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Lord Liaden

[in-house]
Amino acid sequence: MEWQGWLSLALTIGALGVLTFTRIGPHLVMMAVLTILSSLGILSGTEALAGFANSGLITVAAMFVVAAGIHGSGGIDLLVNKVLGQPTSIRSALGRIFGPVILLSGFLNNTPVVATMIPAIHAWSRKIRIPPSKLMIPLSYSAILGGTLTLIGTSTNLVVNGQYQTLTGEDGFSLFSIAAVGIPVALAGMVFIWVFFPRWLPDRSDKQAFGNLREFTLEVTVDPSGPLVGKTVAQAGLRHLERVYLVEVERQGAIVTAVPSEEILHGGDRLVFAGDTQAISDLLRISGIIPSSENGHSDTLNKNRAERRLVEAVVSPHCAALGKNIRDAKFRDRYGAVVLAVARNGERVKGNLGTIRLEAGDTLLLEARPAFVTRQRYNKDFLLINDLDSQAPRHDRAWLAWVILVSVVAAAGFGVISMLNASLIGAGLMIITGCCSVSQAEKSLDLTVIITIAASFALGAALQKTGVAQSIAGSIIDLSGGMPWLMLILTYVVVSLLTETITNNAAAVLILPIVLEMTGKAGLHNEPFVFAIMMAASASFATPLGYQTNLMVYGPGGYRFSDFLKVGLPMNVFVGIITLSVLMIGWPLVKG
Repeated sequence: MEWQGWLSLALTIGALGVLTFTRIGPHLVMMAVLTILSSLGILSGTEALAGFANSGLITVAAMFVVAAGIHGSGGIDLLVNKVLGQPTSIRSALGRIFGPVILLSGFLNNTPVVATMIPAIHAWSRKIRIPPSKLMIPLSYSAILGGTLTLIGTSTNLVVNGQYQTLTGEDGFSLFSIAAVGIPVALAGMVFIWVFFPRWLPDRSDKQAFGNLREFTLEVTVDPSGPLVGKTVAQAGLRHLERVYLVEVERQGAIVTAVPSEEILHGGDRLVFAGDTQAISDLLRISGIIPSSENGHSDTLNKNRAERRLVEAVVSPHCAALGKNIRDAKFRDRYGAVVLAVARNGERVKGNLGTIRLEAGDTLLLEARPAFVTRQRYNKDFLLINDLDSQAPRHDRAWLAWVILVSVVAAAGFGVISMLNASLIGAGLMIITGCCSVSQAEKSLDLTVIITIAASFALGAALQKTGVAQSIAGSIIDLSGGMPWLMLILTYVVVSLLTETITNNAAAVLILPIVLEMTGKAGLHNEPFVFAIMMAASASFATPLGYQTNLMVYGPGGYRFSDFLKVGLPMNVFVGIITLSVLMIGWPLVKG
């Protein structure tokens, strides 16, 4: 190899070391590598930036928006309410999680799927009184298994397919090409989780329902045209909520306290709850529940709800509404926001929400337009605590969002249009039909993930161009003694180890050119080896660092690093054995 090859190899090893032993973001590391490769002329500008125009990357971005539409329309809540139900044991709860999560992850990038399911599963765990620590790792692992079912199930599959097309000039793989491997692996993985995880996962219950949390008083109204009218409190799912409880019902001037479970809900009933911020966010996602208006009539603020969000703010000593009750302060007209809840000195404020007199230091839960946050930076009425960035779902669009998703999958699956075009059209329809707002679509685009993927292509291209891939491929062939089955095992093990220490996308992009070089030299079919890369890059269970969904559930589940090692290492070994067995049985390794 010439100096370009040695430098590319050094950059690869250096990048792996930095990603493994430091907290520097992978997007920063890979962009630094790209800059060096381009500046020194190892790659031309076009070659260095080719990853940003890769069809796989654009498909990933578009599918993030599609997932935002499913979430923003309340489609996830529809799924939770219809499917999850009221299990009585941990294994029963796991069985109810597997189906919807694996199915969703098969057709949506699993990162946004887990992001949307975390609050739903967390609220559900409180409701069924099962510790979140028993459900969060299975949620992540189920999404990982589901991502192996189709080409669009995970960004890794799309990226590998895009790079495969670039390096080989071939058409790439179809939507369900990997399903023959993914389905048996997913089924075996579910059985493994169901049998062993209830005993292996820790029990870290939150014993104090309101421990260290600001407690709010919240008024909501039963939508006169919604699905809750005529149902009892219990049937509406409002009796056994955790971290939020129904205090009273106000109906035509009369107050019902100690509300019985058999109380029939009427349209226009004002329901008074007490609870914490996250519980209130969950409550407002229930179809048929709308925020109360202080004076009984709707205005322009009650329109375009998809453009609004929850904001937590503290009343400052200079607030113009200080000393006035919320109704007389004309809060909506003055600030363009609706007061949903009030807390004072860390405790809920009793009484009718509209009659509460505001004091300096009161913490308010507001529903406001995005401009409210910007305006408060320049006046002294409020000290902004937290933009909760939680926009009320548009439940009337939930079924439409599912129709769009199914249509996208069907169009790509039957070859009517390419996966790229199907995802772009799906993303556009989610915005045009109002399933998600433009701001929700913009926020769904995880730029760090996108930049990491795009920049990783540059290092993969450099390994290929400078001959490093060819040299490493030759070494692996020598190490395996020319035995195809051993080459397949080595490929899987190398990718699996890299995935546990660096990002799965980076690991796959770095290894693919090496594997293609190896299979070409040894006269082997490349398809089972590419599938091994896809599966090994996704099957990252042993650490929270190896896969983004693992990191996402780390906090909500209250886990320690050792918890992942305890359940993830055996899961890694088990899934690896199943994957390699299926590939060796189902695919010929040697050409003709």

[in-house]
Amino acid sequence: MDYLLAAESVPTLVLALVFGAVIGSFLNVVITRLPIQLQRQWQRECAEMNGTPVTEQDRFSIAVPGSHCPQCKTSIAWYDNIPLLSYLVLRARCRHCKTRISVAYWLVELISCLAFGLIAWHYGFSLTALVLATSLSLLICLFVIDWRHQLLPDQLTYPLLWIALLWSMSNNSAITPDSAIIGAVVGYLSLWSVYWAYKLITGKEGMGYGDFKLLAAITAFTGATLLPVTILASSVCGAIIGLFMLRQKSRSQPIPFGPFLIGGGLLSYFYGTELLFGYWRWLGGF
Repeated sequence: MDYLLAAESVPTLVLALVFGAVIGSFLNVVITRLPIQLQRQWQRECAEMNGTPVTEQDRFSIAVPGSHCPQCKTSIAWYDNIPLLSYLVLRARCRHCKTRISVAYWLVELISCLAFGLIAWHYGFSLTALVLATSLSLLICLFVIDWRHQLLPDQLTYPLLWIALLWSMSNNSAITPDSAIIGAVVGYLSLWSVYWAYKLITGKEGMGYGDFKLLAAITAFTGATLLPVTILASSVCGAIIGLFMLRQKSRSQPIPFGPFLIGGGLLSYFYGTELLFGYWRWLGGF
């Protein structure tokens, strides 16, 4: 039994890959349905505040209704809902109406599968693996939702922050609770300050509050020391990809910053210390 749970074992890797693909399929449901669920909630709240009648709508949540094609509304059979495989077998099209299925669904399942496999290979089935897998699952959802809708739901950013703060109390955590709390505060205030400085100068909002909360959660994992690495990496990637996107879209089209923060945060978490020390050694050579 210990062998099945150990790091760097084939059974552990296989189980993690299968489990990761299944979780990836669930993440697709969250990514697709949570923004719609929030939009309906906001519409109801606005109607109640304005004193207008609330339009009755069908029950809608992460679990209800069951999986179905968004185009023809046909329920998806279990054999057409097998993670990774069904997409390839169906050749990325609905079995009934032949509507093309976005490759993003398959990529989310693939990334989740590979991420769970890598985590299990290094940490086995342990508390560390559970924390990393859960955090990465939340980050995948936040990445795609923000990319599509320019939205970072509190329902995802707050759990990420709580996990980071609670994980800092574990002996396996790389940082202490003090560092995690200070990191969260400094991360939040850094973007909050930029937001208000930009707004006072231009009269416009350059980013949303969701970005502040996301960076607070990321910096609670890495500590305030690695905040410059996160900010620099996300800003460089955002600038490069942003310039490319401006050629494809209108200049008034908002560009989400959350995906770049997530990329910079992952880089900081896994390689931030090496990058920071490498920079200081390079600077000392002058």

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Everything posted by Lord Liaden